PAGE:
Minneapolis Urban Partnership Agreement

Priced, Managed Lane Network with Peak-Period Transit Discounts

The Twin Cities Metropolitan Area, encompassing Minneapolis and St. Paul, will be converting narrow bus-only shoulder lanes along the northbound portion of Interstate 35W between 46th Street and downtown Minneapolis to wider priced dynamic shoulder lanes (PDSL), and will be moving these lanes from the right-most to the left-most portion of the roadway to minimize conflict with entering vehicles. Buses and high-occupancy vehicles will operate at no charge in the PDSLs with access allowed during peak times to single-occupant vehicles whose drivers are willing to pay the toll, with prices set to ensure free-flow travel. PDSLs will enable bus speeds to increase to 50 mph from the current bus-only shoulder lane speeds of 35 mph or less. In the longer term, the goal is to convert as many miles as possible of Minnesota's existing 260-mile bus-only shoulder lane network to PDSLs.

This is a map image showing the northern portion of the Minnesota Urban Partnership project. Select map for a larger view.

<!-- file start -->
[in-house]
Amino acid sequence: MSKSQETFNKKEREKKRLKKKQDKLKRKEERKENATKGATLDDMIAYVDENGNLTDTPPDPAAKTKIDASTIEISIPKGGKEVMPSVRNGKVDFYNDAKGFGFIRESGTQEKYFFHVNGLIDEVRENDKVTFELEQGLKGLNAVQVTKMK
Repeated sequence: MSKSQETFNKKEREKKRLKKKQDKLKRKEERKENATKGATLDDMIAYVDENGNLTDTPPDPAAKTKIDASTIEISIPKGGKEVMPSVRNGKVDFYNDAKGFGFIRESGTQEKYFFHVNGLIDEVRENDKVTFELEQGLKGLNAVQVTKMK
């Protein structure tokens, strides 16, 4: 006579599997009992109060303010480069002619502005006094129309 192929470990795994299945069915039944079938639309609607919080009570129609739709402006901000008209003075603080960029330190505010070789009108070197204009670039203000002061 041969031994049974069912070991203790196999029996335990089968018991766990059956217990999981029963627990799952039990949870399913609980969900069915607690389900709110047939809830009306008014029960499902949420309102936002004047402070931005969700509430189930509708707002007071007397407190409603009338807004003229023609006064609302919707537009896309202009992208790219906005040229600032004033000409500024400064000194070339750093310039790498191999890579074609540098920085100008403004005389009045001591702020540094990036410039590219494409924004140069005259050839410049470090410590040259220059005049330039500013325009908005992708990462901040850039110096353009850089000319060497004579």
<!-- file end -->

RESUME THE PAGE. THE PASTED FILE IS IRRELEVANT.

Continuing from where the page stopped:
Minneapolis Project Map 1. Select map for a larger view.

This is a map image showing the southern portion of the Minnesota Urban Partnership project. Select map for a larger view.

Minneapolis Project Map 2. Select map for a larger view.

The plan is for the PDSLs to link up with new, dynamically-priced high-occupancy toll (HOT) lanes on Interstate I-35W, created by converting the existing high-occupancy vehicle (HOV) lanes which extend from approximately I-494 to the Burnsville Parkway, and also to extend these HOT lanes through the Crosstown Commons between I-494 and 46th Street. The end result will then be a new 15-mile, dynamically-priced managed-lane corridor, speeding bus and HOV trips and also providing motorists a new option to experience a fast and reliable trip. This is an especially important corridor, as it connects downtown Minneapolis with multiple communities to the south, and provides access to the Bloomington Strip, Mall of America, Minneapolis/St. Paul International Airport, and the University of Minnesota.

In addition to new transit accommodations and services, described below, toll revenues will be used in part to provide transit riders significant fare discounts for trips using the newly-priced facilities during peak periods. On the roadway in advance of transit hubs, and also through pre-existing traveler information channels, information about transit alternatives will be presented to allow direct comparisons with the time and cost of the driving alternatives.